This is one situation in which a little information might go a long way. Over the last decade, the cost of basic term life insurance has dropped by almost 50%, so this may be a good time to consider purchasing additional protection for your family.4

Preparing for a Certainty

There’s an old saying that the only certainties in life are death and taxes. Most people are forced to think about taxes every year, but it can be easy to ignore the inevitability of death, especially when you’re young and healthy. Yet this is typically the time when life insurance is most affordable. Even if you are older or facing medical challenges, you may be surprised by how cost-effective a policy could be.

Think for a moment about what could happen if you were no longer able to provide for your family. Would they face a significant change in lifestyle? Would they be able to pursue long-term goals such as a college education for your children or a comfortable retirement for your spouse? A life insurance policy with the appropriate level of coverage could help them live the way you would like them to live.

Types of Life Insurance

Term life insurance — which offers a death benefit if the insured dies within a specified time period — is usually the least expensive and may offer low-cost coverage during the years when you are most concerned about providing for your dependents’ needs.
Permanent life insurance typically offers a lifetime benefit as long as you keep the policy in force by paying the premiums.

life_guide_retirement_medicareAlthough you may have term life insurance through work, group plans generally limit the coverage amount to a multiple of your salary. And, of course, your group coverage usually would end if you leave your employer. An individual policy could provide more consistent protection regardless of changes in your career.

life_guide_retirementRetirement planning is best done before you’re in your retirement years. So, if you haven’t reviewed your options for life insurance in a while, it might be time to reconsider it.  Get my free life guide “Retirement and Medicare” or “Thinking of Retirement” to help you with your planning.

My consultation is always free: 833-313-7233

Sources:
(1, 3, 4) LIFE Foundation, 2012
(2) LIMRA, 2011

December 6th, 2012 by

planning for college chart

One study by a Washington, D.C., think-tank concluded that the long-term benefits of a four-year college degree are equivalent to a financial instrument with a 15.2% average annual return. In calculating the cost/return, researchers included typical college tuition and fees plus the wages that students often forego while attending classes. Room and board were not considered because people must eat and sleep whether they are in school or not.

Fortunately, researchers found that college graduates often begin to recover the costs right away. At age 22, the average college graduate earns about 70% more than the average worker with only a high school diploma. And at age 50, a college graduate earns roughly $46,000 more per year than someone with only a high school diploma.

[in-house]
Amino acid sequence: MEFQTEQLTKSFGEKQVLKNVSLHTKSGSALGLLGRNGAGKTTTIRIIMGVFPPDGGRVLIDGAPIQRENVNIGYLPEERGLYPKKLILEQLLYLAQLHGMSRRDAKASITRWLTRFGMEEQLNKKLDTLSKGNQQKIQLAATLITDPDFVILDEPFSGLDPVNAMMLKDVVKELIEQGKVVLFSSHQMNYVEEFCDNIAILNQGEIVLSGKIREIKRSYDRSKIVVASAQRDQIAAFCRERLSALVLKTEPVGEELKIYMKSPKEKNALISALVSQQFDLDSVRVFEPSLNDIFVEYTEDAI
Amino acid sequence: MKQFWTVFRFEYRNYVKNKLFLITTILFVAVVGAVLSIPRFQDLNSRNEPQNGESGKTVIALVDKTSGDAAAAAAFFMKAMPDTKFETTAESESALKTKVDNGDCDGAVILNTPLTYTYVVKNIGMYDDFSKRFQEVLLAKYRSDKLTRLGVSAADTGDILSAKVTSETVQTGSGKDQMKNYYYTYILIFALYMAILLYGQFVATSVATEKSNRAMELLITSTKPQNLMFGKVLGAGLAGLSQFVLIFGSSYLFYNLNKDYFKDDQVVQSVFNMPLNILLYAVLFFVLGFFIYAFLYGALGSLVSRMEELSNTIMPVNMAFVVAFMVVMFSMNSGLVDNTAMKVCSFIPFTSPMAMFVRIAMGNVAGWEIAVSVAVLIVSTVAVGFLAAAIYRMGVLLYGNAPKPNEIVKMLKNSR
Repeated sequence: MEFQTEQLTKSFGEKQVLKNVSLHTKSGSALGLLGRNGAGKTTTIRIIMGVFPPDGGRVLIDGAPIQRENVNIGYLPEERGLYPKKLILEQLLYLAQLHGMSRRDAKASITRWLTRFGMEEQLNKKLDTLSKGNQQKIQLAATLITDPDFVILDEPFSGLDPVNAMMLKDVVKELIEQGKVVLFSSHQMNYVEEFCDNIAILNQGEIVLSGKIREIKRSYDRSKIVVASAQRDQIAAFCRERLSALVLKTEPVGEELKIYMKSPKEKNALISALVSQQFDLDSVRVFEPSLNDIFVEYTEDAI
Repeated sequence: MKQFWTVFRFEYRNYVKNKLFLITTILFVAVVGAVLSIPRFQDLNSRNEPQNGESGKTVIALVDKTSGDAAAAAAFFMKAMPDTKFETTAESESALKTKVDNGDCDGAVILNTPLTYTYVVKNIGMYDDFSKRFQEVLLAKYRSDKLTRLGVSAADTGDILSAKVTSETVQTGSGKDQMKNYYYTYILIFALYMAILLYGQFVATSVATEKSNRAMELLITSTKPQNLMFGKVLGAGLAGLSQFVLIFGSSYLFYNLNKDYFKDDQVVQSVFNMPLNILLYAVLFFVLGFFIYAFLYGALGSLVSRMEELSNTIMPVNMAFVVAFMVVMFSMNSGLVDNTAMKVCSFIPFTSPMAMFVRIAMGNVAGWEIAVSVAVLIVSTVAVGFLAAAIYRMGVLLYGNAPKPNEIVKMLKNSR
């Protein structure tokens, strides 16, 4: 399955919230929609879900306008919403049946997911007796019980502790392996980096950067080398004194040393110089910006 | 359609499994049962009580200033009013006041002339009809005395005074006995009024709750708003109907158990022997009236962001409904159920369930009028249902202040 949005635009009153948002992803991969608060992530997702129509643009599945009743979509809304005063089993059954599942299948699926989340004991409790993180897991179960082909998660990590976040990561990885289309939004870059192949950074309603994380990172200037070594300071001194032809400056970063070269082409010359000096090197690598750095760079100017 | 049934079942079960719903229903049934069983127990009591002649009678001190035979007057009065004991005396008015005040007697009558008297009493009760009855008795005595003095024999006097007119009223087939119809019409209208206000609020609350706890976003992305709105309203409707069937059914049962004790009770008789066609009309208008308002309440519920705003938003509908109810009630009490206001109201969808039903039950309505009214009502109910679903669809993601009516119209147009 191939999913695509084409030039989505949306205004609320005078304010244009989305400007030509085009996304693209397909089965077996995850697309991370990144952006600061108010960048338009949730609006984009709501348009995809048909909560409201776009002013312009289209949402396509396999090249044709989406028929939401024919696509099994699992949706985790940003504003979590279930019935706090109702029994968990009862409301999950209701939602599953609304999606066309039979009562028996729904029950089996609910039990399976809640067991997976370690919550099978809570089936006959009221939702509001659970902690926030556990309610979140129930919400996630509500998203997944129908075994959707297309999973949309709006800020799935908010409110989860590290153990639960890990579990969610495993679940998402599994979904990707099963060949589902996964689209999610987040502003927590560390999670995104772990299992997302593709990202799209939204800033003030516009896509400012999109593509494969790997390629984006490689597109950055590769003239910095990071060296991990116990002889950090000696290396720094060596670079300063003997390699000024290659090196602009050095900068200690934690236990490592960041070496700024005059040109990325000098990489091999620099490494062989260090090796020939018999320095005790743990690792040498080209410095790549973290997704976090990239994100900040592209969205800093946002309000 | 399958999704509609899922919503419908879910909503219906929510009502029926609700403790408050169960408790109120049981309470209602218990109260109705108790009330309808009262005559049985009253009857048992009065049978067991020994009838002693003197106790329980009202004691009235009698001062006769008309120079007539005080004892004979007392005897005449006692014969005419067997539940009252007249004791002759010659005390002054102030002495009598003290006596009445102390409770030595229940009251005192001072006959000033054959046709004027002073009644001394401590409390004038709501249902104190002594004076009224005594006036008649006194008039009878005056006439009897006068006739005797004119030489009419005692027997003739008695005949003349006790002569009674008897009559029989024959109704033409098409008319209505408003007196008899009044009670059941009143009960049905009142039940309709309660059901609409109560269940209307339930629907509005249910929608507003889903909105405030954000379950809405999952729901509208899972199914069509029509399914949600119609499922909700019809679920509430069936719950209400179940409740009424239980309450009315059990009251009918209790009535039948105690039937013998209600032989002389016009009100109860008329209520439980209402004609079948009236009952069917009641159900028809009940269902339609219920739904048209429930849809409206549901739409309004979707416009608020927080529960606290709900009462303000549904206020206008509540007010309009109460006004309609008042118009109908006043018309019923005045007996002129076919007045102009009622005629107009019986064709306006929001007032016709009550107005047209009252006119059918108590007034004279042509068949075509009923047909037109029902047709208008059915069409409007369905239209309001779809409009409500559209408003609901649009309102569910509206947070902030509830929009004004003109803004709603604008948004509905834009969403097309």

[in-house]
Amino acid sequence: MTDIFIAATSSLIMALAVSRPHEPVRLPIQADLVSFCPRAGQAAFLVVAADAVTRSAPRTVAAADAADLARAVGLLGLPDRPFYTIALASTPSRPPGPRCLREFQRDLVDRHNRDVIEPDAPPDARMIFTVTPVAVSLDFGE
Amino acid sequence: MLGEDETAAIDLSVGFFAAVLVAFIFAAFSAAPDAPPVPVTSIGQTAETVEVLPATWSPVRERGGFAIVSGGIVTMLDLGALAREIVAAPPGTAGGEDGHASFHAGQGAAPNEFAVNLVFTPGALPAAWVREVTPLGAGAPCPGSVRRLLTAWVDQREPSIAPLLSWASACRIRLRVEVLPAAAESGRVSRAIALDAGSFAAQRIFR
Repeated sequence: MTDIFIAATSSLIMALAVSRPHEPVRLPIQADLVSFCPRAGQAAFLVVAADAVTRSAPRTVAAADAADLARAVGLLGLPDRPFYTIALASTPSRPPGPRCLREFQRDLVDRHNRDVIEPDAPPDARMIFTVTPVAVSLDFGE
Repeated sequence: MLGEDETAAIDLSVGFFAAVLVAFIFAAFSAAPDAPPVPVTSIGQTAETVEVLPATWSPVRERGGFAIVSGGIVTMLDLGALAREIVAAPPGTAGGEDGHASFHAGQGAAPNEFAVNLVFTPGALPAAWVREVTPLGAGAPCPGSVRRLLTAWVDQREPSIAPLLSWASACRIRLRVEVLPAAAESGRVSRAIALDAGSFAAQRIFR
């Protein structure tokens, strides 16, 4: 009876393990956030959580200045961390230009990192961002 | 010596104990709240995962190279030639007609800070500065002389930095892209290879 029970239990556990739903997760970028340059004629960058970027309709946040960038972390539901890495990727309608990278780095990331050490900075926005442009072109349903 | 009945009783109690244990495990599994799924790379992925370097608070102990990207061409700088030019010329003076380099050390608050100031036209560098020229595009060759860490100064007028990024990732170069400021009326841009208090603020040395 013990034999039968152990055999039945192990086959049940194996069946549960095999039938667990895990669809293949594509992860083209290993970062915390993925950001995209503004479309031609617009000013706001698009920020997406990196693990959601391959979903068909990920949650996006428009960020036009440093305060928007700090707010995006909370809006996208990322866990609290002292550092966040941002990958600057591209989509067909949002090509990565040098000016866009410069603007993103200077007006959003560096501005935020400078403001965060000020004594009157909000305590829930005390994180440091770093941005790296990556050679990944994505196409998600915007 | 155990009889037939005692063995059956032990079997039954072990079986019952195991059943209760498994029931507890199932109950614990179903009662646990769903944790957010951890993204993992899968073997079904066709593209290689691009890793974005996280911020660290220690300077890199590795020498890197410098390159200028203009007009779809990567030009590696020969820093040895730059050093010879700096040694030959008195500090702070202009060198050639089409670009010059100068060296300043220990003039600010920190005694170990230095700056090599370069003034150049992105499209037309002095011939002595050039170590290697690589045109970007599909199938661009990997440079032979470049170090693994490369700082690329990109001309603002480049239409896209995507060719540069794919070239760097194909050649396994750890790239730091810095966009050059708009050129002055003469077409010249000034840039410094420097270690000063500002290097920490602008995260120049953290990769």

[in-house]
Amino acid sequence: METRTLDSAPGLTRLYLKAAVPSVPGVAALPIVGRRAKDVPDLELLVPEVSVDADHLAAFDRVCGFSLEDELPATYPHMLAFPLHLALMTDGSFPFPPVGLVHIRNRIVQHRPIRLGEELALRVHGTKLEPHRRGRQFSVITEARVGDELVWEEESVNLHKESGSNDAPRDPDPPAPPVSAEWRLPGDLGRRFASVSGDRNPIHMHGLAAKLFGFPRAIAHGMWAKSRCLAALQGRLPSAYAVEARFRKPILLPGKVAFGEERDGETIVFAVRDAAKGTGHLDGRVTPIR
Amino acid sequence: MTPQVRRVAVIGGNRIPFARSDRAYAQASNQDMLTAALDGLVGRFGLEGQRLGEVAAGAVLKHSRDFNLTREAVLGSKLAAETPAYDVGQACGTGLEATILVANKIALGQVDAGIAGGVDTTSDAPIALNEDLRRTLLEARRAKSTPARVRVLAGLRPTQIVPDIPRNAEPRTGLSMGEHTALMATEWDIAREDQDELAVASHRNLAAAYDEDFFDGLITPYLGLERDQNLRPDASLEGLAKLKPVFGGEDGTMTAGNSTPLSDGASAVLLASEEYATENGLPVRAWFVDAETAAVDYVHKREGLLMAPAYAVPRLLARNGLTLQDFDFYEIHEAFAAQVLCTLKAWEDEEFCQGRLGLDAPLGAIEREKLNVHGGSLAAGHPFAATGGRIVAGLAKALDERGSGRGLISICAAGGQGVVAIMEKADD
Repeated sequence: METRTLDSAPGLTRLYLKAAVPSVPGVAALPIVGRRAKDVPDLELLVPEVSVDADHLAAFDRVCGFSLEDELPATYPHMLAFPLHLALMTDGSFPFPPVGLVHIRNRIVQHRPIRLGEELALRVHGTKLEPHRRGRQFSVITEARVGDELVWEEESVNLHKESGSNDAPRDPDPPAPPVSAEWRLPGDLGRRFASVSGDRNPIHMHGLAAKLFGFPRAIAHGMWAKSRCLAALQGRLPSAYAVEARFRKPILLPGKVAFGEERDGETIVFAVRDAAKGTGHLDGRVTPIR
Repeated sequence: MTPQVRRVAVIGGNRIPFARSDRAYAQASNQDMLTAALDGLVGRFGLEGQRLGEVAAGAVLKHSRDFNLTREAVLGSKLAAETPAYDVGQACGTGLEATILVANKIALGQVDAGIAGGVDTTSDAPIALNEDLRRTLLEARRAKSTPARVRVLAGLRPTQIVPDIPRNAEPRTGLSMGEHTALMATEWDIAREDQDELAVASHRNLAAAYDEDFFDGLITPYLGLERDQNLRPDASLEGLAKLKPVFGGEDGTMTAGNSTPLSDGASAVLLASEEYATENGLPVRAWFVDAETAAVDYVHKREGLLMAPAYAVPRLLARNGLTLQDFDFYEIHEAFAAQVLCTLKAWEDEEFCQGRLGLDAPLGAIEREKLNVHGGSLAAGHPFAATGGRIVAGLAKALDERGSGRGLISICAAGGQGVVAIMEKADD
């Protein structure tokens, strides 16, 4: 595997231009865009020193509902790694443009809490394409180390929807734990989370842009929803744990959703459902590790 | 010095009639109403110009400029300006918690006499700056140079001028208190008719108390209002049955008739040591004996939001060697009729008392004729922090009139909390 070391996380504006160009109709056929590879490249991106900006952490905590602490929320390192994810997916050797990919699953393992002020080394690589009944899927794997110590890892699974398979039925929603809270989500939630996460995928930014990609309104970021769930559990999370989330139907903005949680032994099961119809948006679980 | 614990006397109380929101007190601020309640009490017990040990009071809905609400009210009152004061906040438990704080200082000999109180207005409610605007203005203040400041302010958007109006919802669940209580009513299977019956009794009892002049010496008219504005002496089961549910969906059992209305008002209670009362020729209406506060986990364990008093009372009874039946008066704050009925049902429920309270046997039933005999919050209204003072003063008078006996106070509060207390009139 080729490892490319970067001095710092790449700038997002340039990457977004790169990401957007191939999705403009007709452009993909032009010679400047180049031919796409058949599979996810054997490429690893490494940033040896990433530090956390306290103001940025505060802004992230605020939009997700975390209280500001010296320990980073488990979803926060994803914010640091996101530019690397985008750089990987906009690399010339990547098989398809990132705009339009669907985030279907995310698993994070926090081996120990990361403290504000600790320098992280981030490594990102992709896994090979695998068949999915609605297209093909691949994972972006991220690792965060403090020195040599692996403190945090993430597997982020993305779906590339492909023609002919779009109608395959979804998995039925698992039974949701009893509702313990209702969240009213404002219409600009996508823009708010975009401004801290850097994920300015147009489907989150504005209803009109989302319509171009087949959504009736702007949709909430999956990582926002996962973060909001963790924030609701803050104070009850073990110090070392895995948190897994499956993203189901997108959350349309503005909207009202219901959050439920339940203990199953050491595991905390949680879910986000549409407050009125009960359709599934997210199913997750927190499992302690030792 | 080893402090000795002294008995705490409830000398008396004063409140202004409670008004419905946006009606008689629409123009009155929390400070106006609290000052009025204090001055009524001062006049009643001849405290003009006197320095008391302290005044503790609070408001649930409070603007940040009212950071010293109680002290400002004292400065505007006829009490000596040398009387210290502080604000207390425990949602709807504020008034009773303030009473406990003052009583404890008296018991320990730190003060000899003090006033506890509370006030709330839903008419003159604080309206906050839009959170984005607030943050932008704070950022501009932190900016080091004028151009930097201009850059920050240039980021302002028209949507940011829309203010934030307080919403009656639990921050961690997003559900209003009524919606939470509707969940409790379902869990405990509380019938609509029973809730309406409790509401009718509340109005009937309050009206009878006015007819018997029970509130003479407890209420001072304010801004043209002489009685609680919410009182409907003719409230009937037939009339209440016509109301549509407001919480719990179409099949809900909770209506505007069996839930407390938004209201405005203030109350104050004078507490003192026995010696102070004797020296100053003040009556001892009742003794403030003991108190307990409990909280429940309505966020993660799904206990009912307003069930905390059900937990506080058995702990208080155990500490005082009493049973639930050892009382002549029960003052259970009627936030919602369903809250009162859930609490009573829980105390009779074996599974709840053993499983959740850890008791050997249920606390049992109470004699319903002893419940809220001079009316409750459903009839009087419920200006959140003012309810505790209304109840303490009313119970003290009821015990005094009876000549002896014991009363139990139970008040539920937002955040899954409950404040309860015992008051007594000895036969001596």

life_guide_paying_for_collegeOf course, the up-front cost of a four-year degree is substantial (calculated at $102,000 for this study), so families may want to start saving as early as possible to help their kids pay for college.

Planning for your child’s college education should not conflict with your retirement goals. Planning early will prevent anxiety and stress. Use my free life guide “Paying For College” to help you with your planning.

Source:  CNNMoney, June 30, 2011

December 3, 2012
December 3rd, 2012 by

End of Year TipsNow may be a good time to start thinking about steps that could help reduce your 2012 income tax liability.

Of course, before you take any specific action, be sure to consult with your tax professional.

Consider income timing.
Some tax experts recommend deferring income to the next tax year, if possible, to help lower gross income. The situation this year is more complicated because federal income tax rates are scheduled to be higher in 2013. Congressional action on taxes may not become clear until the new Congress takes office after the first of the year.

Examine your interest earned. The favorable tax rates on interest earned is scheduled to expire after 2012. Because the future of these provisions is uncertain, you may want to reconsider your strategy before the end of the year.

Make your January mortgage payment early. If you make next year’s first payment on or before December 31, you might be able to take an additional interest deduction this year.

Give to charity. If you itemize deductions, you typically are able to deduct the value of both cash and non-cash charitable contributions from your taxable income. Be sure to keep receipts and other records required by the IRS.

Use up your flexible spending account (FSA) funds. Although this action may not reduce your taxes, you risk losing the money if you don’t use the funds in a medical FSA before the end of the plan year. You can use these funds for qualified, unreimbursed medical expenses, including insulin and some over-the-counter items such as bandages, contact lens solution, and self-diagnostic tests. Over-the-counter medicines are not reimbursable without a doctor’s prescription.

Your Safe Money KitPlanning for retirement is about keeping your money safe. Download my FREE resource : safe money kit. Then, let’s talk about your retirement planning strategy 833-313-7233. It’s a free consultation.